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Advances in medicine allow us to live longer, but have increased our need for care when we're old and worn out. Buying long-term care insurance is one way people have hedged against the rising costs of long-term health care. But in this prolonged low-interest-rate environment, many insurers have either increased policyholders' premiums or fled the industry altogether, leaving policyholders jilted. Where does this leave the industry? And, more important, is there hope for prospective policyholders and investors?
Long-term care insurance basics
According to the U.S. Department of Health and Human Services, 70% of people who reach age 65 will need long-term care services during some point in their lives. Long-term care is defined as needing assistance with at least two of six "activities of daily living" like bathing and dressing. Currently, the four options we have when facing a long-term care event include spending down our nest egg, relying on family and friends, going on Medicaid (not to be confused with Medicare), and buying long-term care insurance.
Health insurance and Medicare help pay for acute medical expenses, whereas long-term care insurance helps people cope with the cost of chronic illnesses. Typically, long-term care insurance covers out-of-pocket expenses that result from home care, assisted-living facilities, and nursing homes. The policies help pay for everything from basic to skilled care.
Like all health care, long-term care isn't cheap. The national average cost of care in an assisted living facility currently stands at $3,300 per month. A private room in a nursing home runs roughly $80,000 annually. Still worse, the cost of long-term care has increased as much as 6% annually for the past five years.
Ever-changing industry landscape
Decades ago, long-term care insurance was viewed as a promising growth opportunity for insurers. But some insurers eager to acquire market share purposefully underpriced premiums. With time, they couldn't meet their claims-paying obligations. As a result, they continually increased premiums and were eventually forced to sell their policies to other insurers. Recently, Prudential Financial (NYSE: PRU ) , MetLife (NYSE: MET ) , and Unum Group (NYSE: UNM ) stopped selling new individual policies.
Due to rising health care costs and unpredictable claims patterns, the insurance has proven difficult to price appropriately. Policyholders are living longer and generating more in claims than insurers originally projected. Many insurers have sought approval from state insurance departments for price increases to offset unanticipated costs. Recent premium increases, including as much as a 17% jump in prices last year, have affected countless policyholders.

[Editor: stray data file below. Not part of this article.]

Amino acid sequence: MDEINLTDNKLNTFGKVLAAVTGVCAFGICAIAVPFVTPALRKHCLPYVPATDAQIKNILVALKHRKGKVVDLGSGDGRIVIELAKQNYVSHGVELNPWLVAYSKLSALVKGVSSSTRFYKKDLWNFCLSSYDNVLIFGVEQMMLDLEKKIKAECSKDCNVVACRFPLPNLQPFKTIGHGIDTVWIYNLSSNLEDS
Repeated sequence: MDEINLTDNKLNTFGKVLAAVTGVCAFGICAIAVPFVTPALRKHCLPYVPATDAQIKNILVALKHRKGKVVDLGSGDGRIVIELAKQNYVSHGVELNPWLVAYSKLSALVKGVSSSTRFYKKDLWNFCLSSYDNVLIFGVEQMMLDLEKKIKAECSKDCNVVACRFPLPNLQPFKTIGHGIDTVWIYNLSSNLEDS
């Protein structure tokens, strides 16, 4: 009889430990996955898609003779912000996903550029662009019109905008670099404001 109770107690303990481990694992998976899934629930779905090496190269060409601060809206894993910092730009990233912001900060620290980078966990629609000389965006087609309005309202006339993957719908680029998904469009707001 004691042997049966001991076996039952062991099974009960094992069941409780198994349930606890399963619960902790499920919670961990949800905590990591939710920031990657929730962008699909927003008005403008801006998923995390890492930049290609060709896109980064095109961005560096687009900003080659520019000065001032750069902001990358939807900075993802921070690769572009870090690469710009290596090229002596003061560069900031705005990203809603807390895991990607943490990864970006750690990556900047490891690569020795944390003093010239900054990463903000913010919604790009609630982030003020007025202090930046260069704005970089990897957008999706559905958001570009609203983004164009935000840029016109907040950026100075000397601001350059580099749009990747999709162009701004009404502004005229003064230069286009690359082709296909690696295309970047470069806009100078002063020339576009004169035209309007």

Most recently, low interest rates have reduced insurers' earnings, since rates play a key role in the profitability of the product. Insurers strive to make money on the premiums policyholders pay in the years before they file claims. Prolonged low interest rates have hurt the industry. But the surviving insurers have factored in the impact of low interest rates, and the majority of rate increases should be behind them.
Those insurers still standing have also tightened up the underwriting process, and rejection levels are higher than they were a few years ago. This is long overdue and will only benefit the industry, prospective policyholders, and investors. Leading long-term care insurers Genworth Financial (NYSE: GNW ) and Manulife Financial (NYSE: MFC ) are considered conservative underwriters in this business and are continually highly rated by consumers. Genworth, part of General Electric before 2004, pioneered the business in 1974 and is the company behind AARP's long-term care insurance offerings.
Foolish bottom line
Not all long-term care insurers are created equal. Some boast many decades of experience in the business and vast amounts of actuarial data to help predict and mitigate risks. Others underpriced premiums to gain market share, then exited the industry as conditions worsened. As an investor or prospective policyholder, do your homework. Look for insurers who boast solid financials, exhaustive actuarial data gathered from tenure in the business, and an untainted claims-paying history.